Buildings

Some articles on building, buildings:

Highbury - History - Residential Growth
... hotel that was damaged in this attack but its main building remained in use until demolished in the 1960s during the building of the Victoria line ... The original westbound platform buildings remain on the opposite side of Holloway Road, as does a small part of the original entrance to the left of the present station ... A red plaque mounted on a building wall overlooking the roundabout, commemorates this event ...
Frankenmuth, Michigan - Architecture
... Most buildings in the commercial district, as well as many homes, feature stylistic interpretations of the timber-framed buildings found in the Franconia region of Germany ... This style is marked by the use of timbers in "square" and "X" patterns on the outside of buildings, as well as the use of "X" patterns on windows, doors ... The concept of building with this unique Bavarian architecture came from an architect, Ed Beech, who was working for William "Tiny" Zehnder on a remodeling job of the Fischer Hotel ...
Dore Abbey - History
... the Lord of Ewyas Harold, possibly on the site of earlier wooden monastic buildings of which no traces remain ... Construction of buildings in local sandstone began around 1175, and continued through the time of the first three abbots, Adam (1186-c.1216), Adam II (c.1216-1236), and Stephen of Worcester (1236–125 ... chapels, a processional ambulatory, and domestic buildings including a chapter house were added ...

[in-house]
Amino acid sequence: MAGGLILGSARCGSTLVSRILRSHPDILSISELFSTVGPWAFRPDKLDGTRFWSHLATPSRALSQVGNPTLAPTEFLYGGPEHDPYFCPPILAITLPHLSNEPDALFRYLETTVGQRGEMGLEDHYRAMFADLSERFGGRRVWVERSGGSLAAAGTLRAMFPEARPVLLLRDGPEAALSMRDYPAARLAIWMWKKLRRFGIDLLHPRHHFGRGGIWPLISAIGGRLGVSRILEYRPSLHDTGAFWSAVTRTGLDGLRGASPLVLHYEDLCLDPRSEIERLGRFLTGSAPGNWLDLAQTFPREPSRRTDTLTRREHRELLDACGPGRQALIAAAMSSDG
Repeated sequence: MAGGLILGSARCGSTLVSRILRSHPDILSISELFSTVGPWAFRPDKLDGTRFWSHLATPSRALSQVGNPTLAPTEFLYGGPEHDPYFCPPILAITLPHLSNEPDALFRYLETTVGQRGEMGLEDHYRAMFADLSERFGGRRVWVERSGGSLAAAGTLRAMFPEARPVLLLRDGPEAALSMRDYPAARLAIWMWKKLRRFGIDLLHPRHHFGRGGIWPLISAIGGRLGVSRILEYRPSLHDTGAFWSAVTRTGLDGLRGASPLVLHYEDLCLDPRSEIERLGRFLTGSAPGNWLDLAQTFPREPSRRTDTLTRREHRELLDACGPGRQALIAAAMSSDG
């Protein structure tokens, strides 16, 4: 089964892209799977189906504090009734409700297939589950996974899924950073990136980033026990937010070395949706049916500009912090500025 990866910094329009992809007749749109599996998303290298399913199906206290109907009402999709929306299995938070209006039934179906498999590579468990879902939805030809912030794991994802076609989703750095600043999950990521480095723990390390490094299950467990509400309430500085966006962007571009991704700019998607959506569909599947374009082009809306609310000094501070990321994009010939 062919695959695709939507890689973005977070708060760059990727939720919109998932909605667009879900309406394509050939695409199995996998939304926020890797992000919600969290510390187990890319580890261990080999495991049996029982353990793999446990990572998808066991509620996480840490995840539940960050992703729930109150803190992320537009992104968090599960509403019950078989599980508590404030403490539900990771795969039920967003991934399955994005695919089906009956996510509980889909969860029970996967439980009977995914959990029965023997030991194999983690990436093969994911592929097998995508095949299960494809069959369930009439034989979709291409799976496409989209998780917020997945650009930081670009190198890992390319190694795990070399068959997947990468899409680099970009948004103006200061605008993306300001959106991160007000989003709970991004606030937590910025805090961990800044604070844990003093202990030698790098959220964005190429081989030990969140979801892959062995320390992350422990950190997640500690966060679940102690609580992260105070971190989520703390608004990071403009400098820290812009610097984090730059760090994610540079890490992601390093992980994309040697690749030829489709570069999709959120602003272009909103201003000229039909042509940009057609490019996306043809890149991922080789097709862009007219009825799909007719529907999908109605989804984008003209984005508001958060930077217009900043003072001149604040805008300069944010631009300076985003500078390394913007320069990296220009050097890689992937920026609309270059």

University Of Massachusetts Dartmouth - Architecture
... The buildings of the campus were designed by internationally renowned Modernist architect Paul Rudolph beginning in the early 1960s, to distinguish ... The building architecture is similar to that of the Boston Government Service Center ... made both the exterior and interior of each building of rough concrete (béton brut), an essential element of the style known as Brutalism, and he endowed buildings ...

Famous quotes containing the word buildings:

    The American who has been confined, in his own country, to the sight of buildings designed after foreign models, is surprised on entering York Minster or St. Peter’s at Rome, by the feeling that these structures are imitations also,—faint copies of an invisible archetype.
    Ralph Waldo Emerson (1803–1882)

    Now, since our condition accommodates things to itself, and transforms them according to itself, we no longer know things in their reality; for nothing comes to us that is not altered and falsified by our Senses. When the compass, the square, and the rule are untrue, all the calculations drawn from them, all the buildings erected by their measure, are of necessity also defective and out of plumb. The uncertainty of our senses renders uncertain everything that they produce.
    Michel de Montaigne (1533–1592)